Epstein’s rise to preeminence in intellectual circles was, to a great extent, enabled by John Brockman, the literary super-agent and force behind the Edge Foundation. As someone who has enjoyed the Edge Foundation’s website and its repository of thought-provoking information, I feel a sense of disappointment that it would also serve as an entry point into the world of academia for Epstein and his ilk.
“In Brockman’s world, billionaires, scientists, artists, novelists, journalists, and musicians all blend together to produce enormous value—for each other and, of course, for Brockman,” Evgeny Morozov writes in The New Republic. (By the way, Brockman’s agency represents Morozov — it is refreshing to see someone with skin in the game actually be honest.) With such a powerful network, Brockman should have been more careful about who he allowed in. Brockman’s validation paved the way for Epstein to form connections with Ito and many others.
The fact is, Epstein’s wickedness was not any subtler than his wealth. But many people were willing to tolerate the former for a shot at the latter. They will come up with mealy-mouthed statements, banal apologies, and justifications. And chances are, after the media circus moves on, these people will make the same mistake again. Epstein was not the first rich clown with evil in his heart, and he won’t be the last. Is it too much to ask that people do a simple Google search before going into business with someone?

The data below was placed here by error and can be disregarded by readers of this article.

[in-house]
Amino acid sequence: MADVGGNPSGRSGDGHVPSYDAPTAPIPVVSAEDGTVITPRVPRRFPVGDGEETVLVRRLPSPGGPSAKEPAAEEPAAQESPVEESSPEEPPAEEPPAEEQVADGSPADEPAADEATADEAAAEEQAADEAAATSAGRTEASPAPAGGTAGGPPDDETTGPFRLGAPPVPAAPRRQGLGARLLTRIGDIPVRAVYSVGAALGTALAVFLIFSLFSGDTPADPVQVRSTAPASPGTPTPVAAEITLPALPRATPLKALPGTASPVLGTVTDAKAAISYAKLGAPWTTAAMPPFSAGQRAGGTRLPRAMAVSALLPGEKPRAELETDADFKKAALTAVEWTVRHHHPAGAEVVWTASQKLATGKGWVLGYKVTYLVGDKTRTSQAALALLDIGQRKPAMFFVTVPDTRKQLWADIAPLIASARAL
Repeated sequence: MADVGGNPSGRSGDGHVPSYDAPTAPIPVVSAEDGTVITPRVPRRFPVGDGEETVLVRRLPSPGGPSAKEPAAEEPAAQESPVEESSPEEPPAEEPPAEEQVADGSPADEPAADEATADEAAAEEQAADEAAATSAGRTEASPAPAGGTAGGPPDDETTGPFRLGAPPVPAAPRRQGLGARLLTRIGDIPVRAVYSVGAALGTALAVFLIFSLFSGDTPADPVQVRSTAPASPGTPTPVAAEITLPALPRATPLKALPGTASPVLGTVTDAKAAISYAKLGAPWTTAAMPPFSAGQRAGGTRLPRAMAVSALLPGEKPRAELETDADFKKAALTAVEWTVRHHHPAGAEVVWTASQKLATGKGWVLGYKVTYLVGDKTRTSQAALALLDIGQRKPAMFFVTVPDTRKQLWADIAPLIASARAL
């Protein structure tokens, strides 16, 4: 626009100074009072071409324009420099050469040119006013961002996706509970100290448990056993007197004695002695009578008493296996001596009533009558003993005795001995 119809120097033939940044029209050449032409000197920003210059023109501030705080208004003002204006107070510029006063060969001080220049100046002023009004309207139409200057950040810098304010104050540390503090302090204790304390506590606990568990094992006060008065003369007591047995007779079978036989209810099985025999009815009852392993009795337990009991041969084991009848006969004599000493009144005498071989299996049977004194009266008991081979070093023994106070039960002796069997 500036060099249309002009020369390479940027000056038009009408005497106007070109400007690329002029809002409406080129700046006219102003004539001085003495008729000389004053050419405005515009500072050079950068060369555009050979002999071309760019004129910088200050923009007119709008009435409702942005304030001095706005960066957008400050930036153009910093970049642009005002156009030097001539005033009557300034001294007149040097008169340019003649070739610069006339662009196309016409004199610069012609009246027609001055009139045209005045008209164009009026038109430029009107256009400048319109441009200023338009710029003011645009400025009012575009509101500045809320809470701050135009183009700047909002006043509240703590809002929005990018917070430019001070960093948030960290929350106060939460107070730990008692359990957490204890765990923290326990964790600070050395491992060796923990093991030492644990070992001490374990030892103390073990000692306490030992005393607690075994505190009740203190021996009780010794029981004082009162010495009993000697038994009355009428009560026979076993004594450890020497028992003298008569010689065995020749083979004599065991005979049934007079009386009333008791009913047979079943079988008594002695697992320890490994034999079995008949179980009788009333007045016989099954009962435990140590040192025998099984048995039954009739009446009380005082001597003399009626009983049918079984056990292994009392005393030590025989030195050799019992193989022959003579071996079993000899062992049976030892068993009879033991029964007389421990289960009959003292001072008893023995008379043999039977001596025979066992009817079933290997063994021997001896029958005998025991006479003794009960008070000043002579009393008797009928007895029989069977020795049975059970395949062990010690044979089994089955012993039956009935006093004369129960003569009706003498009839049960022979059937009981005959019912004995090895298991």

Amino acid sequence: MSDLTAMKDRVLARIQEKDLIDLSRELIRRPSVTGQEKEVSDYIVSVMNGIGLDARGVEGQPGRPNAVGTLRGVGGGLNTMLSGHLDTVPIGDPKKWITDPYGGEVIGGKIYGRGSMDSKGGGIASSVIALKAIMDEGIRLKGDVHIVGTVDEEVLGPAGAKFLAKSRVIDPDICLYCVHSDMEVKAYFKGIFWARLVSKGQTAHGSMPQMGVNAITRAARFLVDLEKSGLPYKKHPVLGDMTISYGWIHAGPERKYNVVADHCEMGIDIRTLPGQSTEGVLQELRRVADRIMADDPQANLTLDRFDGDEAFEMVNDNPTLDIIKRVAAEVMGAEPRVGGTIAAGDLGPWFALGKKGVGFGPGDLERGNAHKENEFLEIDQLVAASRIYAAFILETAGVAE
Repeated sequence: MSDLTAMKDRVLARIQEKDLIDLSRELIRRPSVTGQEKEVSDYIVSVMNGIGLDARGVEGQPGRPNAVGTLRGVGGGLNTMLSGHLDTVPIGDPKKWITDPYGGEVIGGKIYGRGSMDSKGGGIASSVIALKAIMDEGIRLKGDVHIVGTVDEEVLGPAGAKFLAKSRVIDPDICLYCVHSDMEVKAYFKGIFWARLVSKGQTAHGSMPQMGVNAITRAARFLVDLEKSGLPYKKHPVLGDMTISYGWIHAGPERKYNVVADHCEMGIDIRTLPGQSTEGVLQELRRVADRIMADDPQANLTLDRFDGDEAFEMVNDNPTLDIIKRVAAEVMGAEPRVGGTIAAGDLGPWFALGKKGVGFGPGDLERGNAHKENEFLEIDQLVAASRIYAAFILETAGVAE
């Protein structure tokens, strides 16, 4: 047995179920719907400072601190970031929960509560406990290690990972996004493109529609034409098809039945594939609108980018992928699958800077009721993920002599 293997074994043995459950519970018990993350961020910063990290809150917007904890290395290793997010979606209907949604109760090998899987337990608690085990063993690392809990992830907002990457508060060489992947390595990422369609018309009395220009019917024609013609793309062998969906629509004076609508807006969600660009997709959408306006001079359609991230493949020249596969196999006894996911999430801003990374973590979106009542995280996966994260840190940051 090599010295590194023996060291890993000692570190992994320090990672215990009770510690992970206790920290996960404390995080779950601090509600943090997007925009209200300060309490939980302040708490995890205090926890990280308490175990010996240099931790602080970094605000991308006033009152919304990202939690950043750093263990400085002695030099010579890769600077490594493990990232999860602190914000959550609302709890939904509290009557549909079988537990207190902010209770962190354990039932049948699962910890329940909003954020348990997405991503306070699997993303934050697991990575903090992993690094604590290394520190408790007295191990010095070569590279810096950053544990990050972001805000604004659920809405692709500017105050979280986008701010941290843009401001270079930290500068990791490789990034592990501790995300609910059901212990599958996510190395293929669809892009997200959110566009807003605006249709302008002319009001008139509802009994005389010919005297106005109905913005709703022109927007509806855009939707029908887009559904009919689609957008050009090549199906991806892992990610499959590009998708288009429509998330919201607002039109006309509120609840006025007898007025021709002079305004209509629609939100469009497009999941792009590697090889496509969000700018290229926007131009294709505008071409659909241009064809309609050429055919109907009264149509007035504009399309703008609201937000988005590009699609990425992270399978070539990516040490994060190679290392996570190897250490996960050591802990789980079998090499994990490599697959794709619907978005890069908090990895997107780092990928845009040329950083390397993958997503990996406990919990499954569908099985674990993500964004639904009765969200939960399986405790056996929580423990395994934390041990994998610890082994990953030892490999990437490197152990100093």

As I said before, this is not just a problem plaguing the halls of universities. I fear this is a symptom of a larger problem in our society — one that is perhaps most clearly illustrated by Tinder, the dating app. It encourages you to choose your partners quickly based on their looks, their pithy profile, and their availability. This pretty much sums up our modern ethos. People are no longer known by the company they keep or the values they live by. Instead, if their superficial presentation satisfies a certain need, then they will do. It is a cold, short-term approach to matters that warrant a more thoughtful consideration. But increasingly, it also seems to be the norm.
I see a lot of this happening in the technology sector. As an investor, one thing I frequently observe is that founders are often in an incredible rush. “I have never understood why founders want to run a lightning fast process to select business partners who they may have to ‘live with’ for the next seven to ten years,” Fred Wilson recently wrote on his blog. I am with Fred. There is a lot of value in building a relationship and learning about each other as investors and founders. While definitely slower, it is a much healthier approach than swiping left or right after a quick glance at each other.
As the technology industry scales and becomes big business, it is getting more attractive for everyone. The best and the brightest are knocking on our doors, and so are the flimflam artists. That means it is ever more important to take some time before getting into any kind of relationship. If the Epstein-MIT episode teaches us anything, it’s that shortcuts often lead to long-term problems.
“It is hard to resist the money,” Fred wrote in a tweet this week, “I think you have to be burned before you truly understand the cost.”